Staying compliant and avoiding risks are not one and the same – understanding how compliance and risk differ is the key to managing both effectively.There’s no denying that compliance and risk are closely aligned, but common assumptions may mean your organisation isn’t managing both to an adequate standard.
For instance, there’s a misconception that just because a company is compliant that it is able to combat any and all potential risks. Similarly, people assume that having a robust risk-management program must mean an organisation is compliant. Not so.
These falsehoods can create unexpected problems for businesses across all industries, which is why it’s so important to clearly understand the differences between compliance and risk.
What is compliance?
In the workplace environment, compliance generally refers to the management processes that ensure an organisation is carrying out its duties in accordance with the relevant requirements – these can range from laws to regulations, contracts, policies, internal strategies, and even ethical values and mission statements.
The whole point of organisational compliance is to ensure that a robust set of guidelines, in regards to legal and other regulations, are in place and invariably followed. Moreover, compliance is not static – in order to combat issues like organisational fraud, the processes must be able to adapt to new laws.
What is risk management?
Risk management, on the other hand, refers to the internal processes that identify, analyse and respond to risks that could negatively impact an organisation’s objectives. While on the surface this may sound very similar to compliance, risk management is more about how to avoid, accept or control a variety of risks – from commercial and financial risks to IT and other technological risks.
Consider risk through the lens of what would happen if a company had no stringent risk management processes. Both internal and external threats could cause potentially huge financial losses to the company, not to mention injury to staff and customers and reputational damage.
Risk management is therefore a measure to help businesses combat problematic risks or, in the best-case scenario, avoid them entirely.
3 key differences between compliance and risk management
To help illustrate the inherent differences between compliance and risk, here are three instances where the processes are polar opposites at a base level:
- Prescriptive vs predictive: Also regarded as reactive compliance versus proactive risk management, there’s a prescriptive nature to compliance due to the fact that it is merely adhering to rules and regulations that are already set in stone. At the other end of the equation, good risk management needs to be predictive, as it must be agile in order to identify and thwart new or unexpected risks that could threaten the business.
- Tactical vs strategic: Compliance is generally seen as a ‘box-ticking exercise’ – something that must be done in order to ensure an organisation is complying with the prescribed laws and regulations. Conversely, risk management is all about being strategic and forward-thinking – setting up the right systems and ensuring proper analysis to effectively overcome potential risks.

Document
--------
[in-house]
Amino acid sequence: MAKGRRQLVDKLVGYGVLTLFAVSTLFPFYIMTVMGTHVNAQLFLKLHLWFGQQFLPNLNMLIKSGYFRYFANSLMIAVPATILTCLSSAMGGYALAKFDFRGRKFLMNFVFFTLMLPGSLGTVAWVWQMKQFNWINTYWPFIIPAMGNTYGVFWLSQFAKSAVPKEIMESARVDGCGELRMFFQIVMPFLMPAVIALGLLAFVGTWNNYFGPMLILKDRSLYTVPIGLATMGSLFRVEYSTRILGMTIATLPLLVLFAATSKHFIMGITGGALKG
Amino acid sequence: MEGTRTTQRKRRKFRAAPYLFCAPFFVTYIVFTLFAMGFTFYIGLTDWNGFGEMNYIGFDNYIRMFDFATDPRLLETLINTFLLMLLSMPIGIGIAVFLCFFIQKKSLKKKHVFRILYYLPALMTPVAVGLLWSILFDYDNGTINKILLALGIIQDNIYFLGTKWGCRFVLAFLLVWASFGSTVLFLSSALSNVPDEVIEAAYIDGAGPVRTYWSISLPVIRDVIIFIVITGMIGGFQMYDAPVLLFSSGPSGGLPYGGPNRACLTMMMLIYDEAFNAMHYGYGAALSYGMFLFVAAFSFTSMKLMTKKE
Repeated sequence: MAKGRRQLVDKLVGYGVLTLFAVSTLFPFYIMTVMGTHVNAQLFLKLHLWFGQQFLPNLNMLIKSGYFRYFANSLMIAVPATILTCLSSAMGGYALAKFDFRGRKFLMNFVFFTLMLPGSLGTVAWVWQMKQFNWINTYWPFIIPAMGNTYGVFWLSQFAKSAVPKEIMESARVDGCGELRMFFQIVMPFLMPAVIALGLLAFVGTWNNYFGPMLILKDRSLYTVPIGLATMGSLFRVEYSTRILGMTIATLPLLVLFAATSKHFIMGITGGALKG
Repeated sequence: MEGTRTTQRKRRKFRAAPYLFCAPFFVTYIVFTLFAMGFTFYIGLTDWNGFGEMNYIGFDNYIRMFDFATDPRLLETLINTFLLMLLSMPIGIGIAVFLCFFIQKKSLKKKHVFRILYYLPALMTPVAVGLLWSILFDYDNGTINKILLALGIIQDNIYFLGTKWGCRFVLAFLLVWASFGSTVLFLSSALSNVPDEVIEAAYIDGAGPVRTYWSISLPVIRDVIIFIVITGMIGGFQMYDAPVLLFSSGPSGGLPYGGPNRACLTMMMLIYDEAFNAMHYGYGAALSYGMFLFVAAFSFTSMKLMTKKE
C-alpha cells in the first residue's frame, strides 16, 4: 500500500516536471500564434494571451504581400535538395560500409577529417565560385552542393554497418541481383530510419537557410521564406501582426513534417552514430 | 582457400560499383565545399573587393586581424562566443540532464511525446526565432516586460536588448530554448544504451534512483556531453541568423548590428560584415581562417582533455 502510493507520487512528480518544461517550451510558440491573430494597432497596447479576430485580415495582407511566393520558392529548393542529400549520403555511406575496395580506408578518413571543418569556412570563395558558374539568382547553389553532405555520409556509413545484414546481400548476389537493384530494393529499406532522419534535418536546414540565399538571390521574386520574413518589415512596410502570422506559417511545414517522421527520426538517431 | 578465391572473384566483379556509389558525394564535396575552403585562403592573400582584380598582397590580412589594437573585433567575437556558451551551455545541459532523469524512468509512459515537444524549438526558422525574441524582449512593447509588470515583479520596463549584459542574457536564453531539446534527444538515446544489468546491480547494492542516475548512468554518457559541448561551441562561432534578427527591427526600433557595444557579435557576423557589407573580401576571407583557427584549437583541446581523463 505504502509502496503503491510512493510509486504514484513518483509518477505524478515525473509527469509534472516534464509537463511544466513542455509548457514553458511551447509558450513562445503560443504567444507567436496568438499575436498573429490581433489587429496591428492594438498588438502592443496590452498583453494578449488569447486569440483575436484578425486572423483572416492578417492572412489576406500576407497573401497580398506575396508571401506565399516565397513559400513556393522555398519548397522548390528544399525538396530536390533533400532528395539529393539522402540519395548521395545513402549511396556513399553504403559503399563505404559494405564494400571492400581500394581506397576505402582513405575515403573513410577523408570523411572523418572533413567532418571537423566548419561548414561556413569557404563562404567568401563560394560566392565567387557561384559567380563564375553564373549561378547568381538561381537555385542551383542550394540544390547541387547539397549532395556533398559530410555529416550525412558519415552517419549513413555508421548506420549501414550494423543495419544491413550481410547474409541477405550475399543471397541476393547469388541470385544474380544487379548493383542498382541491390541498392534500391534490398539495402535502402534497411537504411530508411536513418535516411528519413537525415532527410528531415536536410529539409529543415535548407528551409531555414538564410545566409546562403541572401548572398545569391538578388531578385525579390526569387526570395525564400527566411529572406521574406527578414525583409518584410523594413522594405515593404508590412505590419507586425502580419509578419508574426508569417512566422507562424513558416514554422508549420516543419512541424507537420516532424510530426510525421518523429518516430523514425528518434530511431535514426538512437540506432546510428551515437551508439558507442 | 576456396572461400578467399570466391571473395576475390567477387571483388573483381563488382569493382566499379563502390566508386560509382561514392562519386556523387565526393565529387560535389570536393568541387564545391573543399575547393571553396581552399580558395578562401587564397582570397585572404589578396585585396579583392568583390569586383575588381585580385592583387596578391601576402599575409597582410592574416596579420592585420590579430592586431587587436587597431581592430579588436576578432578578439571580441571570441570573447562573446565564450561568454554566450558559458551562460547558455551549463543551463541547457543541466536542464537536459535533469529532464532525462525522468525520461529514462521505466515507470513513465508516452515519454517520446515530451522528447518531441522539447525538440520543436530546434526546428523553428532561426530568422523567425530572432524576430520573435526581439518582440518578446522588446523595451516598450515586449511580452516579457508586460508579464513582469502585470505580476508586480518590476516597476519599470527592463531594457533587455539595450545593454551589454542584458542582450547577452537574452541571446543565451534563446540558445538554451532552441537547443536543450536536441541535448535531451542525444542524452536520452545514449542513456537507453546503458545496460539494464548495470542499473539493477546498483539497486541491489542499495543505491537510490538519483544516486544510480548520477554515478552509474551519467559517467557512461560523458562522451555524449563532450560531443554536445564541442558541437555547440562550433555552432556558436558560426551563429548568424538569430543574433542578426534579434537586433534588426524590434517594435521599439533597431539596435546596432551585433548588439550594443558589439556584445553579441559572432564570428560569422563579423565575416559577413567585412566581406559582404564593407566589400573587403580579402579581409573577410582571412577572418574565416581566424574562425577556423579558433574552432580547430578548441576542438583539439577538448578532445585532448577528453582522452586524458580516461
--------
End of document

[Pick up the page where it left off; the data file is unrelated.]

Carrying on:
- Siloed vs centralised: Typically, different departments have their own compliance processes, which may be transparent but don’t necessarily need to be. This siloed mentality is ingrained in compliance. By contrast, risk management must escape the siloed nature of compliance in order to be even remotely effective. Departments, systems and processes must come together in an integrated, transparent, centralised system in order to properly identify, analyse and combat the various risks that an organisation is prone to.
The importance of distinguishing separate strategies
By their very nature, compliance and risk management involve very different processes that are only closely aligned at the surface level. It is therefore critical that decision-makers focus their efforts on both, rather than favouring one over the other.
After all, a company that heroes compliance but does not have an adequate system in place to identify, manage and ultimately thwart risks can suffer serious organisational damage, regardless of how compliant it may be.
Bringing compliance and risk management together
Once both strategies have been created and shared among the organisation, bringing compliance and risk management together under the same umbrella can deliver myriad benefits.
Using a dedicated platform like Cited – which streamlines the onboarding process, makes compliance easy and intuitive, and allows decision-makers to better manage and track risks – can help you address the prescriptive nature of compliance while at the same time acting as a central hub where you can consolidate all of your organisation’s most critical risk and compliance data.
Armed with a dual-purpose solution that manages both compliance and risk, you can ensure your organisation is complying with the proper laws and regulations while leveraging analytics to prepare for – and overcome – business-critical risks.